[4] Out of these two relationships between man and woman, master and slave, the first thing to arise is the family, and Hesiod is right when he says, "First house and wife and an ox for the plough," for the ox is the poor man's slave. The family is the association established by nature for the supply of men's everyday wants, and the members of it are called by Charondas 'companions of the cupboard,' and by Epimenides the Cretan, 'companions of the manger.' But when several families are united, and the association aims at something more than the supply of daily needs, the first society to be formed is the village. And the most natural form of the village appears to be that of a colony from the family, composed of the children and grandchildren, who are said to be suckled 'with the same milk.' And this is the reason why Hellenic states were originally governed by kings; because the Hellenes were under royal rule before they came together, as the barbarians still are. Every family is ruled by the eldest, and therefore in the colonies of the family the kingly form of government prevailed because they were of the same blood. As Homer says: "Each one gives law to his children and to his wives." For they lived dispersedly, as was the manner in ancient times. Wherefore men say that the Gods have a king, because they themselves either are or were in ancient times under the rule of a king. For they imagine, not only the forms of the Gods, but their ways of life to be like their own.


[5] When several villages are united in a single complete community, large enough to be nearly or quite self-sufficing, the state comes into existence, originating in the bare needs of life, and continuing in existence for the sake of a good life. And therefore, if the earlier forms of society are natural, so is the state, for it is the end of them, and the nature of a thing is its end. For what each thing is when fully developed, we call its nature, whether we are speaking of a man, a horse, or a family. Besides, the final cause and end of a thing is the best, and to be self-sufficing is the end and the best. Hence it is evident that the state is a creation of nature, and that man is by nature a political animal. And he who by nature and not by mere accident is without a state, is either a bad man or above humanity; he is like the "Tribeless, lawless, hearthless one," whom Homer denounces— the natural outcast is forthwith a lover of war; he may be compared to an isolated piece at draughts.


[6] Now, that man is more of a political animal than bees or any other gregarious animals is evident. Nature, as we often say, makes nothing in vain, and man is the only animal whom she has endowed with the gift of speech. And whereas mere voice is but an indication of pleasure or pain, and is therefore found in other animals (for their nature attains to the perception of pleasure and pain and the intimation of them to one another, and no further), the power of speech is intended to set forth the expedient and inexpedient, and therefore likewise the just and the unjust. And it is a characteristic of man that he alone has any sense of good and evil, of just and unjust, and the like, and the association of living beings who have this sense makes a family and a state.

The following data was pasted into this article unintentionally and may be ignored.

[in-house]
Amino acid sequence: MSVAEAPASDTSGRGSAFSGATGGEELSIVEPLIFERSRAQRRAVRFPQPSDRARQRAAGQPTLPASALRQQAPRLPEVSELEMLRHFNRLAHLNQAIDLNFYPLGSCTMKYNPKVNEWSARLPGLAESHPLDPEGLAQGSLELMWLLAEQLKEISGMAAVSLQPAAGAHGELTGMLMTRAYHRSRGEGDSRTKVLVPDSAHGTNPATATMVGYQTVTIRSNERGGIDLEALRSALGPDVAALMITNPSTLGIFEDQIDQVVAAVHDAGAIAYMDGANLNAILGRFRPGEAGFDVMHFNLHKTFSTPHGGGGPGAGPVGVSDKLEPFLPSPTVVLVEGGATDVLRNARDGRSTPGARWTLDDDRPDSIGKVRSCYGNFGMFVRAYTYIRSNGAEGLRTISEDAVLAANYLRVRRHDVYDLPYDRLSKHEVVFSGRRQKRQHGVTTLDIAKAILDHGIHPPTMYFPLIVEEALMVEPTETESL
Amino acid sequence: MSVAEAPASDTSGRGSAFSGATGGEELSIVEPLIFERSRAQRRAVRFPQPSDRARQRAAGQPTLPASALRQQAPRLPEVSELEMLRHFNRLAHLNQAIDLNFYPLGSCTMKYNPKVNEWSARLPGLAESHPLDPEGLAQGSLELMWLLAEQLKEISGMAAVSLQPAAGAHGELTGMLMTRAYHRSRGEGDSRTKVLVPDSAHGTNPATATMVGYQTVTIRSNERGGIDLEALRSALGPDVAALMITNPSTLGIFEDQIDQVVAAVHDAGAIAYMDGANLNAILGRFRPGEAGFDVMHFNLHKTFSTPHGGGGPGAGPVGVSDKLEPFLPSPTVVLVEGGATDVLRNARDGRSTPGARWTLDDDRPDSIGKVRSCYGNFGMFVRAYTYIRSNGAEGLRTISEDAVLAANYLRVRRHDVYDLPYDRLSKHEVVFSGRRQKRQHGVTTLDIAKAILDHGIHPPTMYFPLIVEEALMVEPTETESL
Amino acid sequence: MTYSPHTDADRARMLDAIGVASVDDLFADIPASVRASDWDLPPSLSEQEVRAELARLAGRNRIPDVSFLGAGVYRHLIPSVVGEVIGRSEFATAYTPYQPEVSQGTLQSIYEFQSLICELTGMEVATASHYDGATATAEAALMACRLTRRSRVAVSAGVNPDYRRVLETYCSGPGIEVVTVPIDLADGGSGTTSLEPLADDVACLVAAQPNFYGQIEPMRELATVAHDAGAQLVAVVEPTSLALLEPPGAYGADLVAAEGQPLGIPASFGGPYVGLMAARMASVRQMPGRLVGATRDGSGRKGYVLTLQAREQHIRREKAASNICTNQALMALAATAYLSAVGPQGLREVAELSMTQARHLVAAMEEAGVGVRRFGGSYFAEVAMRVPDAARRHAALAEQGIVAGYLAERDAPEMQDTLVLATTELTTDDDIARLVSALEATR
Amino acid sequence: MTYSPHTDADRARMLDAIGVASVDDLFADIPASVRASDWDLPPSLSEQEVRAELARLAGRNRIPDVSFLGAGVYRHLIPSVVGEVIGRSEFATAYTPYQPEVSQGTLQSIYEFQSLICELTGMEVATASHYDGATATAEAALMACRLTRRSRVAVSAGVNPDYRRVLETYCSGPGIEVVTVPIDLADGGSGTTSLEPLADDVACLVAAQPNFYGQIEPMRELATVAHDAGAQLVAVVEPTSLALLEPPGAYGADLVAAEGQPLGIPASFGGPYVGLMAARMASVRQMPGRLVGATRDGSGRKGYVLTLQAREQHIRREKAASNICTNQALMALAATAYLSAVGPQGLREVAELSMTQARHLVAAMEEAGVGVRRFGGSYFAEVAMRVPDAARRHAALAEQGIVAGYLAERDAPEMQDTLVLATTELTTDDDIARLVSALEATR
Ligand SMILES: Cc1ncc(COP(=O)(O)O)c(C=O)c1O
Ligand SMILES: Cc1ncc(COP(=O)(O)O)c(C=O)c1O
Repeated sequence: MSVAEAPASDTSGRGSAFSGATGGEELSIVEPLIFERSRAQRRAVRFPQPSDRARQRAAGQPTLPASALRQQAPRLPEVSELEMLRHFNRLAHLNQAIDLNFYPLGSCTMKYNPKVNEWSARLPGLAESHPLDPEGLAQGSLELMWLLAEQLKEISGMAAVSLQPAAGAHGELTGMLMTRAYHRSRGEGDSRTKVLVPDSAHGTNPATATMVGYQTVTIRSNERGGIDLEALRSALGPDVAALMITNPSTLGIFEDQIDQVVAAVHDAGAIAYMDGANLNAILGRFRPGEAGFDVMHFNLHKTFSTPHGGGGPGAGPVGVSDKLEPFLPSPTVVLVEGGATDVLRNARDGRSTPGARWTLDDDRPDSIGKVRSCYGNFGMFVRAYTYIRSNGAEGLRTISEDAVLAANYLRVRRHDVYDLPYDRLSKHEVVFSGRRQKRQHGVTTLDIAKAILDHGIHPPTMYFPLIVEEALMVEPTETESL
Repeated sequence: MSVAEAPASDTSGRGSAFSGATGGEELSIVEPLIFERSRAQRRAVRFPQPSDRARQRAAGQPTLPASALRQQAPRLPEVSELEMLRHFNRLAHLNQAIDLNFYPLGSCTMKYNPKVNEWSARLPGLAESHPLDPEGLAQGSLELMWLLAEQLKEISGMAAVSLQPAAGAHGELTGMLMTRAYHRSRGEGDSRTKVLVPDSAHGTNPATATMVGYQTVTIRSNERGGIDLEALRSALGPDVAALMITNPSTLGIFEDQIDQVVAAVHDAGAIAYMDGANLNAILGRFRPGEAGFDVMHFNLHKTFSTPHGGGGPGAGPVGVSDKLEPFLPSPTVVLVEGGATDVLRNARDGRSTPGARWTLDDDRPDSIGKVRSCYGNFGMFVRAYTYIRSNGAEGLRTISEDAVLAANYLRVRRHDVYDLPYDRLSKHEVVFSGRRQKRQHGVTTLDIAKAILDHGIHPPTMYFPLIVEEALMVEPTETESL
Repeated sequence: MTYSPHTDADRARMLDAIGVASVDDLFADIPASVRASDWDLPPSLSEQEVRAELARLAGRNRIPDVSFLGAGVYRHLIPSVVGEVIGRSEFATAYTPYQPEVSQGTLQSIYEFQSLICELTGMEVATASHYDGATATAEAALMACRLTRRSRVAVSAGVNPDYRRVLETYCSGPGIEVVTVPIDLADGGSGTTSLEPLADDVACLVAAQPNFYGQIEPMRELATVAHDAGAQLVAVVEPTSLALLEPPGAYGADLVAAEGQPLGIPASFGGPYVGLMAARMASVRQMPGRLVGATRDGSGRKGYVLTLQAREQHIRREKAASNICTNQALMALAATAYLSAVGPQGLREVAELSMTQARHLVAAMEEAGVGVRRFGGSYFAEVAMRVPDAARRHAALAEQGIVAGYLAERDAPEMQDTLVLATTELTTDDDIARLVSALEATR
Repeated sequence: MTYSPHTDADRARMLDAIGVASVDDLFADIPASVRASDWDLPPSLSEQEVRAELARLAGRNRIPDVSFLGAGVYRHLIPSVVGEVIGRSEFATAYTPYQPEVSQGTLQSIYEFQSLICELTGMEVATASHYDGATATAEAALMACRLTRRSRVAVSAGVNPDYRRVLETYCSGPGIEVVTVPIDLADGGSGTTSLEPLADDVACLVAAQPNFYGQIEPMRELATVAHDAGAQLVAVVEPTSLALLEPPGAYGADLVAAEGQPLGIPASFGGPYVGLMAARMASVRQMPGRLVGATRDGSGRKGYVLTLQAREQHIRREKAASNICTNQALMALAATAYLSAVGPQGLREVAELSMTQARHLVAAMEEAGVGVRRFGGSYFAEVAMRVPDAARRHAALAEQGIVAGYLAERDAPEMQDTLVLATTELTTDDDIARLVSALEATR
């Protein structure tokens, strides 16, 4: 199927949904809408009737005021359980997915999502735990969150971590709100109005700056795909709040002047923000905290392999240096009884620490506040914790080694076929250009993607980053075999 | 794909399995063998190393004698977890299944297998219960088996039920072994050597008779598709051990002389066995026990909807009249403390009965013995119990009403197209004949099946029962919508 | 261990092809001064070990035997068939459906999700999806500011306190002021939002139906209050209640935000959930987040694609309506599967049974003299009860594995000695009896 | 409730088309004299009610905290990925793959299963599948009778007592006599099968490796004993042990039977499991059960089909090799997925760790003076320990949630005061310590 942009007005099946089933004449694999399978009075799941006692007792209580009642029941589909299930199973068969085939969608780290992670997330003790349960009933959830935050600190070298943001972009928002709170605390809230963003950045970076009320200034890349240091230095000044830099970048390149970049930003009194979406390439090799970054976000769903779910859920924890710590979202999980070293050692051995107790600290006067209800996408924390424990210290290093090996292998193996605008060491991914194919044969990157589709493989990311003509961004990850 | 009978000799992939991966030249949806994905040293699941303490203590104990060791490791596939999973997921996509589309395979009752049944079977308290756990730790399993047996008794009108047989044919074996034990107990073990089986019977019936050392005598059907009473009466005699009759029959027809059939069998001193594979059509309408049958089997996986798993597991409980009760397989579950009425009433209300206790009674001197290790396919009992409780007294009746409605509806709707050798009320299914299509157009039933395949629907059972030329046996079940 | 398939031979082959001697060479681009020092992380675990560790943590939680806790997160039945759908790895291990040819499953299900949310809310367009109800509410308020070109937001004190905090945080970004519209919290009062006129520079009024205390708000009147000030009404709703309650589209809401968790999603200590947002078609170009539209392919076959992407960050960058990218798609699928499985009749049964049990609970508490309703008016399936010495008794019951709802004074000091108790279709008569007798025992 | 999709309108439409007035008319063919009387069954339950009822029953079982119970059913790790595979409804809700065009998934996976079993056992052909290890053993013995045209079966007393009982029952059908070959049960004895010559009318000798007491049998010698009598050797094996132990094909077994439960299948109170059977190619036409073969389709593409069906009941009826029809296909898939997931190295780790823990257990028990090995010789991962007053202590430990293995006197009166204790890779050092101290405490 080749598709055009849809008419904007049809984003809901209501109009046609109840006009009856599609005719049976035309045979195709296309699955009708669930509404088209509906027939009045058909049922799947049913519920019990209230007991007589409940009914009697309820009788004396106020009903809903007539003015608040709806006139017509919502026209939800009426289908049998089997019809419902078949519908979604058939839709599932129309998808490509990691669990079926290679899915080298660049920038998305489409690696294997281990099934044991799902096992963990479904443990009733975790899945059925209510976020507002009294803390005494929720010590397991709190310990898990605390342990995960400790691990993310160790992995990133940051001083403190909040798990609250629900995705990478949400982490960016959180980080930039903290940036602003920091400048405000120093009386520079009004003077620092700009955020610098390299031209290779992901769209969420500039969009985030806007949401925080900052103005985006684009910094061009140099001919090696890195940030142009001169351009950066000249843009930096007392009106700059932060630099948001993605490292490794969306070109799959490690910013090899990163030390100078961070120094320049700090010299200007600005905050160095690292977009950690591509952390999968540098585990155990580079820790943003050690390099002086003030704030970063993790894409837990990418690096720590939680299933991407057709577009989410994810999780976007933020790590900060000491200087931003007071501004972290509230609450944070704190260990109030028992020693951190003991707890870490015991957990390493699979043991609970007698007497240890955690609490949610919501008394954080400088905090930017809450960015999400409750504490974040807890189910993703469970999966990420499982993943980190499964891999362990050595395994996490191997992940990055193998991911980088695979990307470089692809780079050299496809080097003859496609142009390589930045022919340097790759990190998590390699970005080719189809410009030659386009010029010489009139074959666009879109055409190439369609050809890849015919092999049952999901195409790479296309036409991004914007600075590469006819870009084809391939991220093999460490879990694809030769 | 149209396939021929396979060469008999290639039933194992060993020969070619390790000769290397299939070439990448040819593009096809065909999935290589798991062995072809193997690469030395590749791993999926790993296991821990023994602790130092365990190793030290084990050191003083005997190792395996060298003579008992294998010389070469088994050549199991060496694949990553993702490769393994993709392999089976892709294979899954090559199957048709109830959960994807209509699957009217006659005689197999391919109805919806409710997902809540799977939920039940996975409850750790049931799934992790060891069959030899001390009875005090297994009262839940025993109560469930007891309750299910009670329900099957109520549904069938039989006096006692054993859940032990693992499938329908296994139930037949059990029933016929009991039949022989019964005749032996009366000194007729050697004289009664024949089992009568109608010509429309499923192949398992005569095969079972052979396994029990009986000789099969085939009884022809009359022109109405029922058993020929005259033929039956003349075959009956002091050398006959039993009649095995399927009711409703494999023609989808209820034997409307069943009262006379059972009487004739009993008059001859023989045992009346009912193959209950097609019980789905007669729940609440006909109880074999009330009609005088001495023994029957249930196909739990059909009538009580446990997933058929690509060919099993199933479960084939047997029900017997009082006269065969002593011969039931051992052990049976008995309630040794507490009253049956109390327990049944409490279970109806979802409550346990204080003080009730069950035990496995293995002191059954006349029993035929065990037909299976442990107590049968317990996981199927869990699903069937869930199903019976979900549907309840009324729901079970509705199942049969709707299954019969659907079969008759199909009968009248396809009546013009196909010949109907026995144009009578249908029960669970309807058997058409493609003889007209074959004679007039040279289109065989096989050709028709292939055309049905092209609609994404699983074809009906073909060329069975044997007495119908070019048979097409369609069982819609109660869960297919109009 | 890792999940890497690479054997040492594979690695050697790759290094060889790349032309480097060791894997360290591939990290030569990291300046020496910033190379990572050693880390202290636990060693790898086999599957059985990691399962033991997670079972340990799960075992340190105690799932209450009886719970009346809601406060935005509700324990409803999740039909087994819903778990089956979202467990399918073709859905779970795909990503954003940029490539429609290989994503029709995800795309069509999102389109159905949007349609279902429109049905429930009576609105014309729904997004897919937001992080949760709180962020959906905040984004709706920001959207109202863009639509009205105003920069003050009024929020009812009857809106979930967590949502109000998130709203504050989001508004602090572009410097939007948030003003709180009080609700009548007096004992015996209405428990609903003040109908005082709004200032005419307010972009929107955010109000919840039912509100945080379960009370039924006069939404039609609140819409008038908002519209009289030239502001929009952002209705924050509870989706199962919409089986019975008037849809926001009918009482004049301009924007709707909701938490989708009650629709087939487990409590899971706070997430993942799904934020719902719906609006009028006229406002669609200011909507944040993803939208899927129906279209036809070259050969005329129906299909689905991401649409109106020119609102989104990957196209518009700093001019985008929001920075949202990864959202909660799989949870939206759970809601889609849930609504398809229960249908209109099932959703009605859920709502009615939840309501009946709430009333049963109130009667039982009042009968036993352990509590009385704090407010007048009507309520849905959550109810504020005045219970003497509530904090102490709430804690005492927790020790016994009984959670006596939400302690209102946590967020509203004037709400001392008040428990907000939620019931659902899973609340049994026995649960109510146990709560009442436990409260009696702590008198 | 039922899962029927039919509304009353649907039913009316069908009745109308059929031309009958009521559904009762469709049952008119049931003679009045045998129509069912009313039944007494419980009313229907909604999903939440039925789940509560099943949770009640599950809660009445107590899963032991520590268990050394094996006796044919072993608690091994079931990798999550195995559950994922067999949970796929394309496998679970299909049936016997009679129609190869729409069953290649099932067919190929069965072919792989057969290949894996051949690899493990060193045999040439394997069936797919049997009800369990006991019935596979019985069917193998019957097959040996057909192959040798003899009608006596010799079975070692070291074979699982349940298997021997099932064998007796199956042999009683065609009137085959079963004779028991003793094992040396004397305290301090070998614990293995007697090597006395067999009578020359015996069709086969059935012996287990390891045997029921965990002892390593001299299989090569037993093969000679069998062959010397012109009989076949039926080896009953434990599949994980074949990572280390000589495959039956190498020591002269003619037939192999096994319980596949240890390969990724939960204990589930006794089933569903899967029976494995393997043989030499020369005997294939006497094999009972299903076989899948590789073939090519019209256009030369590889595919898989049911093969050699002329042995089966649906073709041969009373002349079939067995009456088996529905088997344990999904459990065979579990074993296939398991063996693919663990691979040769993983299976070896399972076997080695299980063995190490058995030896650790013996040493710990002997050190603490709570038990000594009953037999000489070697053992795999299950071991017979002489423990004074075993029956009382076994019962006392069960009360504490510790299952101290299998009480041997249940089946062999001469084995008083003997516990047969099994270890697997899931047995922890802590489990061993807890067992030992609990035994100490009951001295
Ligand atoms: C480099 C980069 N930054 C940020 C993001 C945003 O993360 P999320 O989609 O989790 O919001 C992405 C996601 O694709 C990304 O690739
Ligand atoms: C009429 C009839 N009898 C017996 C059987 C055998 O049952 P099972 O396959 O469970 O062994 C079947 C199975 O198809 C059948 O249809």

Further, the state is by nature clearly prior to the family and to the individual, since the whole is of necessity prior to the part; for example, if the whole body be destroyed, there will be no foot or hand, except in an equivocal sense, as we might speak of a stone hand; for when destroyed the hand will be no better than that. But things are defined by their working and power; and we ought not to say that they are the same when they no longer have their proper quality, but only that they have the same name.


[7] The proof that the state is a creation of nature and prior to the individual is that the individual, when isolated, is not self-sufficing; and therefore he is like a part in relation to the whole. But he who is unable to live in society, or who has no need because he is sufficient for himself, must be either a beast or a god: he is no part of a state. A social instinct is implanted in all men by nature, and yet he who first founded the state was the greatest of benefactors. For man, when perfected, is the best of animals, but, when separated from law and justice, he is the worst of all; since armed injustice is the more dangerous, and he is equipped at birth with arms, meant to be used by intelligence and virtue, which he may use for the worst ends. Wherefore, if he have not virtue, he is the most unholy and the most savage of animals, and the most full of lust and gluttony. But justice is the bond of men in states, for the administration of justice, which is the determination of what is just, is the principle of order in political society.


[8] Seeing then that the state is made up of households, before speaking of the state we must speak of the management of the household. The parts of household management correspond to the persons who compose the household, and a complete household consists of slaves and freemen. Now we should begin by examining everything in its fewest possible elements; and the first and fewest possible parts of a family are master and slave, husband and wife, father and children. We have therefore to consider what each of these three relations is and ought to be: I mean the relation of master and servant, the marriage relation (the conjunction of man and wife has no name of its own), and thirdly, the procreative relation (this also has no proper name). And there is another element of a household, the so-called art of getting wealth, which, according to some, is identical with household management, according to others, a principal part of it; the nature of this art will also have to be considered by us.